By Morgan Jackson, Features Editor
Dr. Paul Donnelly has a PhD in Criminology and is currently an assistant professor of sociology and criminal justice at Oklahoma Baptist University.
Donnelly studied sociology in his undergraduate years at Biola University in California. He earned a Master of Science in Public Administration at the University of Texas at Tyler. Finally, Donnelly earned his doctorate degree in Criminology at the University of Texas at Dallas.
Prior to working in education, Donnelly worked in the criminal justice field for many years. He mainly worked in juvenile field of criminal justice.
“I had an adjunct teacher who was a juvenile probation officer, and one of the assignments was to either write a term paper, or you could volunteer with one of the kids on her caseload,” Donnelly said. “Well, that was easy for me. I didn’t want to do a paper if I could avoid it.”
Donnelly began volunteering with one of the kids, who was eventually arrested. It was during this time that he found his calling.
“Then I started seeing him in juvenile hall,” Donnelly said. “I was pretty good at relating to this kid. I was kind of a bad kid in my own way, not criminally necessarily, but rebellious. It was like a light came on: this is what I want to do with my life. So, that led to a couple of part-time jobs working with kids that were involved in the system.”
Many of the children Donnelly had worked with in his early career in California were either gang members or on the path to becoming one.
“I was really good at it and I really enjoyed it,” Donnelly said. “After I graduated from college I moved to Texas, from Southern California, and got a job working for the Dallas County Juvenile Probation Department in the detention center.”
He thrived in his job and received many promotions. He spent this next period of his life working in positions that gave him more and more responsibility, and he also went to school to obtain a graduate degree.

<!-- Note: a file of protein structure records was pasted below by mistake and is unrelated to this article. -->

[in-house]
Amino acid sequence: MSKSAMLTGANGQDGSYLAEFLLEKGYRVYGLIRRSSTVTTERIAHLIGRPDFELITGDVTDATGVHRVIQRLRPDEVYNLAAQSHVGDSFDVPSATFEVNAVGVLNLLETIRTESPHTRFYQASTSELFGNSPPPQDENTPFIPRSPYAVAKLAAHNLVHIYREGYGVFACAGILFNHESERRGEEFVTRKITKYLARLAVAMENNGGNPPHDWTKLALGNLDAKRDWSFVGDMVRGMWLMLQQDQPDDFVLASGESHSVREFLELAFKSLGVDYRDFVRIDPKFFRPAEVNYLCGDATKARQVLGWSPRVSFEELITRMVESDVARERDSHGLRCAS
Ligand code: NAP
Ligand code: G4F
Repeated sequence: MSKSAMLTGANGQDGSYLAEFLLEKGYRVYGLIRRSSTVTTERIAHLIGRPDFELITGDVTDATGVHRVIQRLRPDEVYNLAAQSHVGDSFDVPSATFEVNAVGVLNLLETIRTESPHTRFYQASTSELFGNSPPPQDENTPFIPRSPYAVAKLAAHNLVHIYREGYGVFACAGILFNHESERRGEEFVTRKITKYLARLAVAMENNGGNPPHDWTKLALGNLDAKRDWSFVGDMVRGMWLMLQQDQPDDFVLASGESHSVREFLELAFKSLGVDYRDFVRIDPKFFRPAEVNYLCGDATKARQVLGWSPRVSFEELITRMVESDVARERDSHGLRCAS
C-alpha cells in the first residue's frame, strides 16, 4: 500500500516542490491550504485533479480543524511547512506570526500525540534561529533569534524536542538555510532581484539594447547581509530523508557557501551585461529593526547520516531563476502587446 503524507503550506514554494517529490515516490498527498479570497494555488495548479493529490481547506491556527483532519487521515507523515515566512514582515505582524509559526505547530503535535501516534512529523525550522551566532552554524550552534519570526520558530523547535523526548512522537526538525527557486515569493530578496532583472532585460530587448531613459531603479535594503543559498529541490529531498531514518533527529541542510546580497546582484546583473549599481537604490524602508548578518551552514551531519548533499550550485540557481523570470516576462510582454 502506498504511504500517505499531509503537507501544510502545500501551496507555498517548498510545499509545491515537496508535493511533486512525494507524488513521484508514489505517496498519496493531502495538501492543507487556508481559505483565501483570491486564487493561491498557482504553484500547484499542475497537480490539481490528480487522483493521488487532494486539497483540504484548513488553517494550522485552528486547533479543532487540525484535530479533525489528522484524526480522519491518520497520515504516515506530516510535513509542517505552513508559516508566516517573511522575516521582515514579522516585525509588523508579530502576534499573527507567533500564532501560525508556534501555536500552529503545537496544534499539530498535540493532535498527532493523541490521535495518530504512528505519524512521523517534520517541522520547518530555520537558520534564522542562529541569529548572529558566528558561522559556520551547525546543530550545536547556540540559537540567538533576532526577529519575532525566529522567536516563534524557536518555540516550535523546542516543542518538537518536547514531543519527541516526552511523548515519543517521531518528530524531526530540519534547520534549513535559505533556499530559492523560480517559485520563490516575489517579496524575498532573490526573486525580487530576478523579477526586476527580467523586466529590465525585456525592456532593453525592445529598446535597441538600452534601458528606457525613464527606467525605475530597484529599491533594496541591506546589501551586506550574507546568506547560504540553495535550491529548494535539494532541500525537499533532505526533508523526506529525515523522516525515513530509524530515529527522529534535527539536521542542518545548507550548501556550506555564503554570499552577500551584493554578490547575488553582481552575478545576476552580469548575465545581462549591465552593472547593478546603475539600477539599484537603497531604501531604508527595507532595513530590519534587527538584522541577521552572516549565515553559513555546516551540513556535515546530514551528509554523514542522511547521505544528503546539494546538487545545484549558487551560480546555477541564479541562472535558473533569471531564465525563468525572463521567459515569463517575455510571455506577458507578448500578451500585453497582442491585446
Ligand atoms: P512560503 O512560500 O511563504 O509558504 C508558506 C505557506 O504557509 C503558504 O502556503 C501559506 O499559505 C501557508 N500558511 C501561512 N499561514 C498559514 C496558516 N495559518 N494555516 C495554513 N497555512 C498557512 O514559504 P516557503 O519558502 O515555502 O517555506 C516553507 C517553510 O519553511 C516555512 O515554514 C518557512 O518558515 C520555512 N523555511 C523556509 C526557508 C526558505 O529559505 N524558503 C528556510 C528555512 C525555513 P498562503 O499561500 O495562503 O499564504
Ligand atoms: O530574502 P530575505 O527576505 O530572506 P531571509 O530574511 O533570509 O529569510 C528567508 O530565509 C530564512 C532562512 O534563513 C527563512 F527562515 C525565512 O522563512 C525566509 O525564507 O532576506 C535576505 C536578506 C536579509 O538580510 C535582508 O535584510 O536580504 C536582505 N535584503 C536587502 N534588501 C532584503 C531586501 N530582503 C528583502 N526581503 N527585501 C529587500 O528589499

“When I finished that I got a job offer as a chief probation officer in Corpus Christie,” Donnelly said. “I was there for three years. I really love Corpus Christie. It was one of my better jobs. Then, I was hired to run the largest juvenile correctional facility on the East Coast, which happened to be in Maryland.”
Donnelly has held numerous positions in the criminal justice field that carry great power and esteem. He spent nearly 30 years working in the field, and then made a switch to education. When Donnelly retired from the criminal justice field, he went back to school to earn his doctorate degree.
“I went back to school and got my PhD at the University of Texas at Dallas in Criminology, which studies the correlates of crime, because I wanted to teach,” Donnelly said. “I had always hoped to teach so that I could take 30 years of actual experience and combine it with what I learned in the sciences, and then present it to students so they can be prepared to be Christian leaders in the 21st century.”
One of the many classes that Donnelly teaches is Introduction to Sociology, which many freshmen and sophomore students take. In addition to an introductory textbook, Donnelly employs the use of “Generous Justice” by Timothy Keller to intertwine faith and content learning. He also teaches criminal justice courses.
“I’ve been here six years, and the first three years I was teaching sociology and preparing a criminal justice major,” Donnelly said. “For the last three years we’ve had the criminal justice and the forensic psychology majors.”
Donnelly hopes to prepare and inspire leaders who might come out of his classes. Amber Rodriguez is a freshman political science major who has taken class with Dr. Donnelly.
“My greatest take away from Dr. Donnelly’s lectures was the importance of diverse worldviews and experiences,” Rodriguez said. “Everyone experiences life differently and that can be a very valuable thing to consider when learning. Being aware that there is more to life than what we know is the greatest tool and lesson that Dr. Donnelly has given me.”
Students and faculty alike acknowledge that the method in which Donnelly teaches is helpful and thought-provoking.
“I appreciate that Dr. Donnelly encourages us to learn from each other, his Socratic approach really opens up the classroom to engage in discussion,” Rodriguez said. “He really makes it easy to find a connection to the lesson on a personal level rather than feeling like it’s just test material.”
Dr. Kaine Ezell, an associate professor of English at OBU, shares similar thoughts.
“Dr. Donnelly is a great professor because he himself is a seeker of knowledge and wisdom,” Ezell said. “Because he is seeking, it allows him to provide his students with space to seek solutions to problems based on their own experience and observation. He does not see himself as one who lectures students on the responses he thinks are appropriate to a given question, but he encourages students to provide input into seeking solutions.”